Review: The Power of Speaking God’s Word

Ellsworth, Christian Focus, 2000, 144 pages, 3 of 5 stars

screen-shot-2016-10-15-at-9-22-55-pmPaper is a poor conduit of heat. So are sermon manuscripts poor conduits for preaching. So says Ellsworth on this paperback about preaching memorable sermons.

Here is a book on the oral nature of preaching, an exploration of what spoken communication (orality) means for the proclamation of God’s Word.


Chapter 1 pulled me in because the author and I share some of the same concerns about sermon manuscripts. But then chapter 2 was boring and he lost me. If only I could have heard him say it. Chapter 3 was better (“Sermons should be prepared for the ear not the eye”). Chapter 4 was fascinating (a historical, “who’s who” of great note-less preachers!), where it was suggested Spurgeon not only preached without notes but “never touched pen to paper in the preparation process” (86). Chapter five cautions against over preparation.

Strengths and Weaknesses

Ellsworth made several good points. No manuscript doesn’t mean no sermon prep. Just leave the notes behind. He drives home the importance of personality in preaching, eye contact, and meditation upon the text. He also offered several thought-provoking lines (“Everything the preacher can’t remember is lost to the congregation.”) And I admit that it is difficult picturing Jesus and the apostles preaching with notes. I haven’t used many notes in the month since I’ve read him. That is high praise.

Still, there were several weaknesses. He seemingly offered only two options: be tied to a manuscript or preach extemporaneously. But how about reading notes in a way no one notices? He puts too much emphasis on rhetorical methods and erroneously argues that because great attorneys are note-less, so should preachers. He also downplays the posterity of written sermons. But just think how many theological books began in the pulpit? And my greatest concern was if preaching without notes is possible with all kinds of preaching, or only the 30-minute variety on the light side. Finally, I wonder how someone goes with less notes in my particular culture where so little sermon prep takes place and thus so few notes?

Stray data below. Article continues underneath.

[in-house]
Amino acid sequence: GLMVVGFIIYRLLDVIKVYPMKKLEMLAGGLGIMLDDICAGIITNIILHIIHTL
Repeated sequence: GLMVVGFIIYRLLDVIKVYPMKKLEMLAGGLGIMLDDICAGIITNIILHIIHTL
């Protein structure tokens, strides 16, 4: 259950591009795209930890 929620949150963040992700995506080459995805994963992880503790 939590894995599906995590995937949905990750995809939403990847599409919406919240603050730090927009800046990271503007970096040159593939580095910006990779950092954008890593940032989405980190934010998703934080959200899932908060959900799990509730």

In the end, this was a helpful, thought-provoking book that encouraged me to make the sermon more internal or order to present it better externally. Several of his points, however, were unconvincing.


  1. “Almost any man, almost any man, can learn to [preach without notes], if he is willing to pay the price.” (91, from Charles Brown)
  2. “Memorable preaching has a dual importance: every preacher hopes that his congregation will remember the sermon but even more important, every preacher who preaches without notes must remember the sermon.” (112)
  3. “I find it startling to admit that I have occasionally asked preaching colleagues to recall what they have just recently preached only to discover they are unable to remember. As for the congregations of such preachers, statistics may be too cruel to explore. If the preacher had to go into the pulpit with the written material to help recall the sermon and if the congregation is seated without benefit of notes or manuscript, it is unlikely much of that sermon will leave the room.” (61)


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